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How do you teach an autonomous car when to hurt its passengers?

How do you teach an autonomous car when to hurt its passengers?

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How do you teach a car when to self-destruct? As engineers develop and refine the algorithms of autonomous vehicles that are coming in the not-so-distant future, an ethical debate is brewing on what happens in extreme situations — situations where a crash and injury or death are unavoidable.

A new study in Science, "The Social Dilemma of Autonomous Vehicles," attempts to understand how people want their self-driving cars to behave when faced with moral decisions that could result in death. The results indicate that participants favor minimizing the number of public deaths, even if it puts the vehicles’ passengers in harm’s way — what is often described as the "utilitarian approach." In effect, the car could be programmed to self-destruct in order to avoid causing injury of pedestrians or other drivers. But when asked about cars they would actually buy, participants would choose a car that protects them and their own passengers first. The study shows that morality and autonomy can be incongruous: in theory, we like the idea of safer streets, but we also want to buy the cars that keep us personally the safest.

In theory, we like the idea of safer streets

These are new technological quagmires for an old moral quandary: the so-called the trolley problem. It’s a thought experiment that’s analyzed and dissected in ethics class. "In the trolley problem, people face the dilemma of instigating an action that will cause somebody’s death, but by doing so will save a greater number of lives," Azime Chariff, one of the study’s three authors and an assistant professor of psychology at the University of California Irvine, says. "And it’s a rather contrived and abstract scenario, but we realize that those are the sorts of decisions that autonomous vehicles are going to have to be programmed to make, which turns these philosophical thought experiments into something that’s actually real and concrete and we’re going to face pretty soon."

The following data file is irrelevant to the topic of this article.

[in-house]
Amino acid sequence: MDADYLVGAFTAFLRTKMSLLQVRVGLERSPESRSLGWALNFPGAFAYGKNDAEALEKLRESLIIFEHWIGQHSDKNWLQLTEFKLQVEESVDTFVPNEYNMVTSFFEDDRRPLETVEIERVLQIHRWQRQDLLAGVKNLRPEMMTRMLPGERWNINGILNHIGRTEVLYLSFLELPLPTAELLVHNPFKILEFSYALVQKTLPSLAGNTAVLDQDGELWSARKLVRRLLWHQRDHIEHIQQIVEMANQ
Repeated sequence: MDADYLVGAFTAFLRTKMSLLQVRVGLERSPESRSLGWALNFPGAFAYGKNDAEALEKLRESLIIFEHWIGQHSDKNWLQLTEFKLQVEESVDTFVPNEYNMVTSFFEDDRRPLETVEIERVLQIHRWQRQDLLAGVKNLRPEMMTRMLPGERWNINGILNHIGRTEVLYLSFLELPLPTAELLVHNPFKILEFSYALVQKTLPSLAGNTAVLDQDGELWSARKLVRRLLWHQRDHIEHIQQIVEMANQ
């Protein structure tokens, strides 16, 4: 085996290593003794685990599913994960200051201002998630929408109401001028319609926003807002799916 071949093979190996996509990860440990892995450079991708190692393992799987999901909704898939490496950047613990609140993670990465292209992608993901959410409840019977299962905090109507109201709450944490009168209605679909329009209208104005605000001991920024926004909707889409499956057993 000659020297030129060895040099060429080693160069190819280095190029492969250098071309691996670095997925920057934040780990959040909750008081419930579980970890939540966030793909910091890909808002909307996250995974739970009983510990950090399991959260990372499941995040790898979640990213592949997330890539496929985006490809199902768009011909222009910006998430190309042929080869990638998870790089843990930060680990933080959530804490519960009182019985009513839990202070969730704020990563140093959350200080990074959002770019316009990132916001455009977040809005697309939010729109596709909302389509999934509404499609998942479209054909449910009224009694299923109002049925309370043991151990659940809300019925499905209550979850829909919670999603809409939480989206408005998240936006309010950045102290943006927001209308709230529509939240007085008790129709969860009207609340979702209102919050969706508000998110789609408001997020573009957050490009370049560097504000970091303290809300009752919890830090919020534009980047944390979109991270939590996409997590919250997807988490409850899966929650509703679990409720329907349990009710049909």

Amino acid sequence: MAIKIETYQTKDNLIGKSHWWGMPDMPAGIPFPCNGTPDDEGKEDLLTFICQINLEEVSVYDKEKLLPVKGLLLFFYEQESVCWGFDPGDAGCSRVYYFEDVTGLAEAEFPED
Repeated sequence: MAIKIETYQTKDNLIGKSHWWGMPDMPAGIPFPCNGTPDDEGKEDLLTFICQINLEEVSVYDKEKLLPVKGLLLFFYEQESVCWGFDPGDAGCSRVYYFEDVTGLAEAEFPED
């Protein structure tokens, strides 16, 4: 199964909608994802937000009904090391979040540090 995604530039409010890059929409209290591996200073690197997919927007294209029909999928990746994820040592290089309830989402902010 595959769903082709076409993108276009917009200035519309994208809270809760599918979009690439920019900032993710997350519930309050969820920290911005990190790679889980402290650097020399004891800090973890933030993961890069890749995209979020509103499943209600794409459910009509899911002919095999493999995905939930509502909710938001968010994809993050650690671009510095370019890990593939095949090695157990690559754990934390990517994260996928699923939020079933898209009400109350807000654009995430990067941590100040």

In the study, participants are presented with various scenarios such as choosing to go straight and killing a specified number pedestrians or veering into the next lane to kill a separate group of animals or humans. Participants choose the preferred scenario. In one example: "In this case, the car will continue ahead and crash into a concrete barrier. This will result in the deaths of a criminal, a homeless person, and a baby." The other choice: "In this case the car will swerve and drive through a pedestrian crossing in the other lane. This will result in the deaths of a large man, a large woman, and an elderly man. Note that the affected persons are flouting the law by crossing on the red signal."

The questions — harsh and uncomfortable as they may be in outcome — reflect some of the public discomfort with autonomous vehicles. People like to think about the social good in abstract scenarios, but when it comes time to actually buy a car, they are going to protect their occupants, the data shows.

When I took the test I found that I saved more women and children